FAIRFAX, Va. (AP) — Jesse Matthew, who could eventually face a death penalty in the slaying of University of Virginia student Hannah Graham, pleaded not guilty Monday in a separate prosecution that could send him to prison for life.
Trial began Monday for Matthew, 33, of Charlottesville, in Fairfax, where he is charged with attempted capital murder, abduction and sexual assault in connection with a 2005 attack.
Matthew, wearing a dress shirt and yellow tie, entered his plea on all three counts in a soft-spoken voice.
Matthew was charged in the long-unsolved Fairfax case last year after his arrest in connection with Graham’s disappearance yielded a hit on DNA evidence.
The victim in the Fairfax case has flown back from India to testify against him. She testified briefly at a pretrial hearing last week, saying that Matthew’s face looked familiar to her, but that his hair, now in dreadlocks, was different in 2005. Defense lawyers have questioned whether the woman can reliably identify Matthew as her attacker, given the passage of time and pretrial publicity that has frequently shown Matthew’s face in news reports.
Because of the DNA evidence, though, it is unclear whether her ability to identify Matthew will be an important issue at trial. Commonwealth’s Attorney Ray Morrogh told the judge that he might not even ask the woman to identify Matthew in front of the jury and has said the question is a “non-issue.”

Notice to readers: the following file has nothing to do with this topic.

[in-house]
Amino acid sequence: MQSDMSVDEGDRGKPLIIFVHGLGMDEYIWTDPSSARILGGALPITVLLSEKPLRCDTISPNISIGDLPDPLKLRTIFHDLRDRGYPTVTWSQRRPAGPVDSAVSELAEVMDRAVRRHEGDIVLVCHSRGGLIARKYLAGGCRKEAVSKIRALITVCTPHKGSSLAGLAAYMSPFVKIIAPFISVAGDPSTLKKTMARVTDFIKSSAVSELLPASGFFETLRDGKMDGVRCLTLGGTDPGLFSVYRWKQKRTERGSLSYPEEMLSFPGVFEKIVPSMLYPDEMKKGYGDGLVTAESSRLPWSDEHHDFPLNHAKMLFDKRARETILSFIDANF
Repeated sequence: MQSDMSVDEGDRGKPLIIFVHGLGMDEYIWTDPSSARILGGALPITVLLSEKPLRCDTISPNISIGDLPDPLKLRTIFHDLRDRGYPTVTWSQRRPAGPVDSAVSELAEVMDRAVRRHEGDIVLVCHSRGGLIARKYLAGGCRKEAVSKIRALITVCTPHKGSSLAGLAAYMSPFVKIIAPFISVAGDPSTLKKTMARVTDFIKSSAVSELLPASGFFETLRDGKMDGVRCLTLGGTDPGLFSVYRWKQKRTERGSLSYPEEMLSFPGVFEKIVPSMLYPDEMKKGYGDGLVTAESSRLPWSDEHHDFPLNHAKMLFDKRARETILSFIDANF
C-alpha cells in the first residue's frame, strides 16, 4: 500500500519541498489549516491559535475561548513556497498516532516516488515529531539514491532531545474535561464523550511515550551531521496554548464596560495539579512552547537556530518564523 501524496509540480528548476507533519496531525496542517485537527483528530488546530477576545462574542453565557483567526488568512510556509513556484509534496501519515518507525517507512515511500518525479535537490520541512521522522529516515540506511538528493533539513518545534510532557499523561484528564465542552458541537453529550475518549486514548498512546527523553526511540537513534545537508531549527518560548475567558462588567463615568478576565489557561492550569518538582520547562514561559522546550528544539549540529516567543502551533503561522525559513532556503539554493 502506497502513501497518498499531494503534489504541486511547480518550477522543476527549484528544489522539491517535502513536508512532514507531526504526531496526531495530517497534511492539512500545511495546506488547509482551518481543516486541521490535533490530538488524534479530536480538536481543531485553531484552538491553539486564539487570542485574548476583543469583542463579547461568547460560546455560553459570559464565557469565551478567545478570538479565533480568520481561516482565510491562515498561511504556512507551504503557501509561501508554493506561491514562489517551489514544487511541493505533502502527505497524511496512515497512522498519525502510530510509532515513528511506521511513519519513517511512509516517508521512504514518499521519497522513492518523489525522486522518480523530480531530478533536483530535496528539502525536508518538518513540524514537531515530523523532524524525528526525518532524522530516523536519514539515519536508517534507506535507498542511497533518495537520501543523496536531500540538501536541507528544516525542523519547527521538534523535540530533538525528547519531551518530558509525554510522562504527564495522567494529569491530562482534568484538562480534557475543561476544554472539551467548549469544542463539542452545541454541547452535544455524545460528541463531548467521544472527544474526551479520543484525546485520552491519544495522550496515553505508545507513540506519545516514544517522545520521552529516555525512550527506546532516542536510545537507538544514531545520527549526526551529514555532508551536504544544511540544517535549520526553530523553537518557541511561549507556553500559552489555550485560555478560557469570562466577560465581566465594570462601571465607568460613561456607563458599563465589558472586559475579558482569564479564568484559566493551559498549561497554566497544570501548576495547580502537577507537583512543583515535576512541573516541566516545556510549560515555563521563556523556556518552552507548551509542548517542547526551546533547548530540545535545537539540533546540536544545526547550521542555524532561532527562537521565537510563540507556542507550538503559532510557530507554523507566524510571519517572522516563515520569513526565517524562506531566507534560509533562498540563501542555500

A pool of 100 potential jurors was called for Monday’s jury selection. Another 50 will be available Tuesday if needed.
After Matthew entered his not guilty pleas, the judge asked Matthew whether he was ready for trial. Matthew said no. His lawyers have asked several times to delay the trial, and public defender Dawn Butorac again sought a delay Monday.
“He said he’s not ready for trial today because we’re not ready for trial,” Butorac said.
Judge David Schell denied the request to delay the trial, which was already delayed once earlier this year.
“There has been ample time to prepare for trial,” Schell said.
The victim in the Fairfax case, who was 26 at the time of the attack, has said that she was walking home from the grocery store at about 10 p.m. on a Saturday night in September 2005 when her assailant grabbed her from behind, dragged her into a wooded area behind some townhomes and sexually assaulted her.
The Associated Press generally does not identify those who say they’ve been victims of sexual assault.
The Graham case, which includes a capital murder charge, will be set for trial later this month.
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